Coffee Beginner


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May 28, 2008
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Here in northern New Jersey I find myself never really stretching farther than Starbucks or Dunkin Donuts for a good cup of coffee. I have no qualms with either establishments or their coffee but I am now looking to dive a bit deeper and perhaps develop a finer taste for the drink. The problem is, I have next to no experience in the field... I was hoping you guys could help. I have a few beginner level questions:

Are fresh roasted green coffee beans actually that much better and does roasting them in a whirly-pop popcorn pan actually work?

What is the best place to get a bag of coffee beans? Are there any websites to order from? Is there a place in New York I can head over to so I can purchase top quality coffee?

When faced with a load of various bean choices from different countries, which ones should I be looking for? I tend to prefer a sweeter coffee with a less burnt and nutty taste.

Any help would be greatly appreciated and I''m really looking forward to exploring the finer side of coffee. Thanks!
Re: Home Roasting

jlyon10 said:
I agree home roasting is the way to go.

I think it depends on what you are drinking & what you are buying for beans. From reading the various forums it seems most home roasters are happy with what they roast for press pot or drip but they admit that their h/r Espresso is never quite as good as the pro roasted stuff from Intelli, Pt's, ect.

I also have to wonder if we can buy the same quality green beans that roasters like George Howell, Counter Culture, ect buy. It may be the same variety but is it the same quality?

Using Priority Mail I can receive fresh roasted beans from most of the high end roasters within 2 days of roast. From Terrior its here the next day. I may get into home roasting eventually; one of the Hottop models would be nice, but its not required to have fresh roasted beans on hand.
green beans

I get some really great green beans from various places even have had some COE. The whole thing about home roasting is you get to roast your beans the way you like them and not from someone who determines the roast you should like.
Although roasting your coffee beans as you use them is ideal, not everyone wants to home roast. If that is the case, you can find a huge variety of coffees online, just be sure to order from a place that roasts your order when you place it and not in advance-then at least your coffee is fresh roasted, vaccum sealed, and only as old as it takes to get to you.
if you''re interested in home roasting

just thought this could be a little help if you decide to actually do some home roasting. I work in a coffee shop that roasts its own beans and do some of the roasting myself and can vouch for the difference in the taste of the freshness, with whatever my vouching would be worth. :-D
Very Caffeinated
Either way I thought you might like this link, it''s a way to roast coffee at home with a popcorn popper. I haven''t done but I plan on it and thought I''d throw it out there, for debate and incentive:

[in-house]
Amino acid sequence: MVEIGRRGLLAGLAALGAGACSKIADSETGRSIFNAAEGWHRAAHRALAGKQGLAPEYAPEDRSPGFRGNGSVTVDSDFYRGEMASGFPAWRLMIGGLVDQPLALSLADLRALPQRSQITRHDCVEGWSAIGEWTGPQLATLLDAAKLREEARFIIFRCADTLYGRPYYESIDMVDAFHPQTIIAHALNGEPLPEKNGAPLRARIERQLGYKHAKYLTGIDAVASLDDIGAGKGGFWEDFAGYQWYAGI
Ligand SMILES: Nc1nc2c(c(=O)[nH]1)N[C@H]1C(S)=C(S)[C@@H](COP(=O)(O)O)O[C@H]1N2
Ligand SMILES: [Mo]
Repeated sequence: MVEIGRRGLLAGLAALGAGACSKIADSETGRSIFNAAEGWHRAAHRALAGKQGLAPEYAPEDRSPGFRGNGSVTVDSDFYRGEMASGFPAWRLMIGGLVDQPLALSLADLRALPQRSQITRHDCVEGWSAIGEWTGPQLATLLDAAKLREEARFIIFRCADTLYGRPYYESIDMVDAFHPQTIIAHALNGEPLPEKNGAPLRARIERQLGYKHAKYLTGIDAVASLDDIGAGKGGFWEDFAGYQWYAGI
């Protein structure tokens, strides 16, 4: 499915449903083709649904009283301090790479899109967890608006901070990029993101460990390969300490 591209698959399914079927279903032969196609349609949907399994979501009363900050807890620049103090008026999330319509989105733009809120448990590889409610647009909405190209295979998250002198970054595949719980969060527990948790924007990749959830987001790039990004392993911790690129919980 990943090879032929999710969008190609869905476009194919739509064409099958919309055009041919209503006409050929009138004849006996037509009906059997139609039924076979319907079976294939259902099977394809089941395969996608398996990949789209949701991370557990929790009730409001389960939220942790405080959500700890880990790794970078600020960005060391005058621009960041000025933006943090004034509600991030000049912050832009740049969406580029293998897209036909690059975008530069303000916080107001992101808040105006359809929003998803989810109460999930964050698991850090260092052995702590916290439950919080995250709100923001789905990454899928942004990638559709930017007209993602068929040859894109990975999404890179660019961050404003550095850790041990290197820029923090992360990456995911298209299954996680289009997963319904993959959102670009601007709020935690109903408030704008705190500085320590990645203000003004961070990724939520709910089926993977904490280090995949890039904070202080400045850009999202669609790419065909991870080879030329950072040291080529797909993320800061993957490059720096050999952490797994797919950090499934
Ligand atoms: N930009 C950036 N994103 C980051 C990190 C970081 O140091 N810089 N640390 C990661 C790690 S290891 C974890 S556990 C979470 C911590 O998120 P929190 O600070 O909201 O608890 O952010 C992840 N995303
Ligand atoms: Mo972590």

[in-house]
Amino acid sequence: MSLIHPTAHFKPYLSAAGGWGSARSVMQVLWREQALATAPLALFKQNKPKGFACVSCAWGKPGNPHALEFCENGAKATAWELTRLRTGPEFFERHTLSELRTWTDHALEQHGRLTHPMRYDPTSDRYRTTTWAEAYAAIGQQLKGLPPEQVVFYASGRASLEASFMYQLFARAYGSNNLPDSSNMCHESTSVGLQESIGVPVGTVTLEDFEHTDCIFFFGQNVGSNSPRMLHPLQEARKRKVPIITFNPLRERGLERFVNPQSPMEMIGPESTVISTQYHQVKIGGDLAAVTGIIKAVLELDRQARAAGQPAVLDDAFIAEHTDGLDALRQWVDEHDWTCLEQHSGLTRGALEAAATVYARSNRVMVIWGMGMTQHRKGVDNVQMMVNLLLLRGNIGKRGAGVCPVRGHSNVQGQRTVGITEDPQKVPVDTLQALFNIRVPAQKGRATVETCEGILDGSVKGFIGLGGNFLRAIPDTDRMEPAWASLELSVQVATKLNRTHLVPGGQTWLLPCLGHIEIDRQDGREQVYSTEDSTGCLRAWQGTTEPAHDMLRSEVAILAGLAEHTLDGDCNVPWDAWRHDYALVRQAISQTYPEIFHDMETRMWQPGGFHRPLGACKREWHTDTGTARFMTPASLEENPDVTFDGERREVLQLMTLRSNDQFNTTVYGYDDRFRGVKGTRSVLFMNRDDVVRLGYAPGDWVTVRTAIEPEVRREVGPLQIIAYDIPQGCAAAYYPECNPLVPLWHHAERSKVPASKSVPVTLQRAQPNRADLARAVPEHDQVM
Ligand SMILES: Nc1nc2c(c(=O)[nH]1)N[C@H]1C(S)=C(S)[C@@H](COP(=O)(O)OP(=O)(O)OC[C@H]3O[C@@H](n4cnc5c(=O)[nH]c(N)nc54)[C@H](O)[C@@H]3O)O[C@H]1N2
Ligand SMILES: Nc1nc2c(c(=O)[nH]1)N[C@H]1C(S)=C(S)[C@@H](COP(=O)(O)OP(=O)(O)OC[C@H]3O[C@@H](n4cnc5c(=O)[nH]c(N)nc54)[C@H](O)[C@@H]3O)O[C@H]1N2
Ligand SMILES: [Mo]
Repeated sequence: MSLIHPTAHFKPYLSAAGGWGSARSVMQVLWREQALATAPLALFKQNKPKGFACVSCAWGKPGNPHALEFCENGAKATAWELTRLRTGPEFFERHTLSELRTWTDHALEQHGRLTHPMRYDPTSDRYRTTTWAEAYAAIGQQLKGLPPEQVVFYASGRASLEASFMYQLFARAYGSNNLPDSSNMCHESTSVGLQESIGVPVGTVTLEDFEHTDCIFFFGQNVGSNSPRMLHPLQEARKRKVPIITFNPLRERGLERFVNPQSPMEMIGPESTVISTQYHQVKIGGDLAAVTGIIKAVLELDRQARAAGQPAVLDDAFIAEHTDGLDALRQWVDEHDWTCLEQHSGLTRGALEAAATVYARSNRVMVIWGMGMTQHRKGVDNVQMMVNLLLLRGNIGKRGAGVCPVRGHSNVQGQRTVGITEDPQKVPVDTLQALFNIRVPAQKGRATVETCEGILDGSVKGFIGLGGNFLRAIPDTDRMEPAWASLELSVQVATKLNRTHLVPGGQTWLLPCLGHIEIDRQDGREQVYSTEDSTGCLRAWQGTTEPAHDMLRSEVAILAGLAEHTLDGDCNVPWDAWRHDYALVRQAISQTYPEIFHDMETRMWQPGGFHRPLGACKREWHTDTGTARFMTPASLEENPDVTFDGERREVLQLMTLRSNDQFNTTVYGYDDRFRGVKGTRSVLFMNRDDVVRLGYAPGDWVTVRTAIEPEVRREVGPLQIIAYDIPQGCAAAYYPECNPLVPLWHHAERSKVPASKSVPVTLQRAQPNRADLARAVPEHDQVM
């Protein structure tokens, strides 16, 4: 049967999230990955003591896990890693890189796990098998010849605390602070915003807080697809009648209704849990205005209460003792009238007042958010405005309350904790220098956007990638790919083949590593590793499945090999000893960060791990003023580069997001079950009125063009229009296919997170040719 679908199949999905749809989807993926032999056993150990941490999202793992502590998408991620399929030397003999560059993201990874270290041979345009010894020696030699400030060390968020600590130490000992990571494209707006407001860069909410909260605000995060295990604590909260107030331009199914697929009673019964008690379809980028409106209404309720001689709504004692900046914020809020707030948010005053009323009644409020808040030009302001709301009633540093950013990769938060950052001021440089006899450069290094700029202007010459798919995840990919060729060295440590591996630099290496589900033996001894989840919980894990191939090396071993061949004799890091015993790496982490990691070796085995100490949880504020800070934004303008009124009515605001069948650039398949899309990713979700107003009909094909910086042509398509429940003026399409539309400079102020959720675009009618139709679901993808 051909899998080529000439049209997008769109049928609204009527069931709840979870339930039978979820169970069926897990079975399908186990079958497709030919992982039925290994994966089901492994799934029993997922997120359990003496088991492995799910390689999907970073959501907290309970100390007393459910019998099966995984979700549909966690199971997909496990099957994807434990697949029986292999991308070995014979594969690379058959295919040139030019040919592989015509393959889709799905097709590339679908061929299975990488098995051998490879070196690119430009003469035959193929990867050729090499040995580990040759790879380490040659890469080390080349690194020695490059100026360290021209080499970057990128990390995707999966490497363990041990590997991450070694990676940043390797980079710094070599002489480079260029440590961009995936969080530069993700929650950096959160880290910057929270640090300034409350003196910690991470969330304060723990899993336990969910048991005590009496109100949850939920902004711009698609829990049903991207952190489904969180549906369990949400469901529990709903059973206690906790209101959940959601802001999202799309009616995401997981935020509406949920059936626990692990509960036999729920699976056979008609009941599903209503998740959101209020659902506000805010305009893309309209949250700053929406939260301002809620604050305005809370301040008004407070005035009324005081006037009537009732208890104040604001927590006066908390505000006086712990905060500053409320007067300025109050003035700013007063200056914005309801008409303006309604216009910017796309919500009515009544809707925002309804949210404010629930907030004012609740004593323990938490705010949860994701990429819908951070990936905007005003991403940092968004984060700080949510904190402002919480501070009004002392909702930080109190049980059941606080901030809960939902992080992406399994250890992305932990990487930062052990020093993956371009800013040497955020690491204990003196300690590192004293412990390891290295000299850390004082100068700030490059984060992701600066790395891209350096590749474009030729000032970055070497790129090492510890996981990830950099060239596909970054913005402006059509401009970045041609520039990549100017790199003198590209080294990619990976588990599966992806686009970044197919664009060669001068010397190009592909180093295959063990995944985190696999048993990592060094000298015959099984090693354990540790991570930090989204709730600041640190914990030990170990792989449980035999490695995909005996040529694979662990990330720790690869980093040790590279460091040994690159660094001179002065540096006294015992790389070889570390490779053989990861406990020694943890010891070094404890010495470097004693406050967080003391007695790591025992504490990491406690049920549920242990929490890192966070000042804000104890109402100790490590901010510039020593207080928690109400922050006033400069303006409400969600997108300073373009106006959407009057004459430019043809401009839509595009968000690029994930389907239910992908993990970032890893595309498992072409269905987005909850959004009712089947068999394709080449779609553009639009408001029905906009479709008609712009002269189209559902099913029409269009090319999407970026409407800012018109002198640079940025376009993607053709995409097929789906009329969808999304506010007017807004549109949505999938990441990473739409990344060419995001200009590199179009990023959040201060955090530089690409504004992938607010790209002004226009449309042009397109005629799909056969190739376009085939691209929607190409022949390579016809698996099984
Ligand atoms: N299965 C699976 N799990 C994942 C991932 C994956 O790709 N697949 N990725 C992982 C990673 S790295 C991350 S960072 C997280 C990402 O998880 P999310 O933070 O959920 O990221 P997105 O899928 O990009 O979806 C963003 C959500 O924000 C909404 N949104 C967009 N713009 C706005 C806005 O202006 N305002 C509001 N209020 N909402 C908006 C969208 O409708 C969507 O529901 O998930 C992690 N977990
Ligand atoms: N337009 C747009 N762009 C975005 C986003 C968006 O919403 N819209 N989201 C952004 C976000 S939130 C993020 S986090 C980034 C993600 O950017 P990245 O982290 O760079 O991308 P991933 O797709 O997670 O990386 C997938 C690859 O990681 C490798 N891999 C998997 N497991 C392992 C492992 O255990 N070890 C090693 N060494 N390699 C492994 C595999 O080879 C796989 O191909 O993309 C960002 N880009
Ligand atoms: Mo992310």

hope this helps.
btw I''m new to this so any suggestions on good forums will be gladly accepted.
Key Steps

If I can just chime in here, as I'm a beginner as well. I've found that it's way too easy to dive in head first and buy hundreds of dollars of stuff, only to realize that a dunkin donuts coffee is all you wanted. So here's some slow careful steps for you to take. Phases, I suppose.

1 - Dunkin' Donuts Phase (exit this phase now)
2 - Buy a home grinder (I am picking up the Capresso 560 - there's loads of them out there. Try not to spend too much on your first one as if this hobby is really for you, then you'll upgrade later on).
3 - Buying specialty fresh roasted beans (any place will do as long as its fresh roasted. You're slowly moving up on your taste pallette).
4 - Grind the beans right before brewing.
5 - Purchase an espresso maker (now you're making the switch from drip coffee into different types of coffee.
6 - Master the art of making espresso and espresso drinks in addition to your drip coffee. Be sure to grind soon before brewing. Your roasted beans shouldn't keep more than a week or so.
7 - Eventually you'll look at buying a home roaster. I personally think you shouldn't dive into this step right away. Take your time and develop the taste.

Enjoy the journey!
Djveed, I certainly appreciate the time you put into explaining the phases of coffee steps. So, where does my french press fit in? Maybe between steps 4 and 5?

I'm far from the level of an espresso machine purchase, but I'll get there.

Also, to write that "any place will do as long as its fresh roasted" might be misleading to some, because already in my experience, one roasters Kenyan could be far more superior in flavor and quality than another roasters' Kenyan. It might be a better suggestion to try a variety of roasters first until you find the right coffee and roaster for your taste.

I'm not bashing, just buggin', as usual. :D

Home roasting

I don't think you need to be an expert to roast at home. I tried it because it looked interesting. You decide what you want the roast to taste like by trial and error. I love it. It's a blast and I learn something new everyday.
Jim, do you use an espresso machine?

I've noticed you use a cold brewing toddy system for concentrated coffees
and I think you use a french press too right?

Above all, which brewing method gives you the best results from your home
roasted beans?
Re: french press

jlyon10 said:
I only use a french press when camping. The Toddy is cool. I really like it, the concentrate can be made hot for hot coffee too.

Sounds great Jim! :D

Otherwise, have you tried your home roasted beans in an espresso machine yet? AWESOME OR WHAT???????
C'mon, make me wanna buy an espresso machine and home roast my own beans already.... :D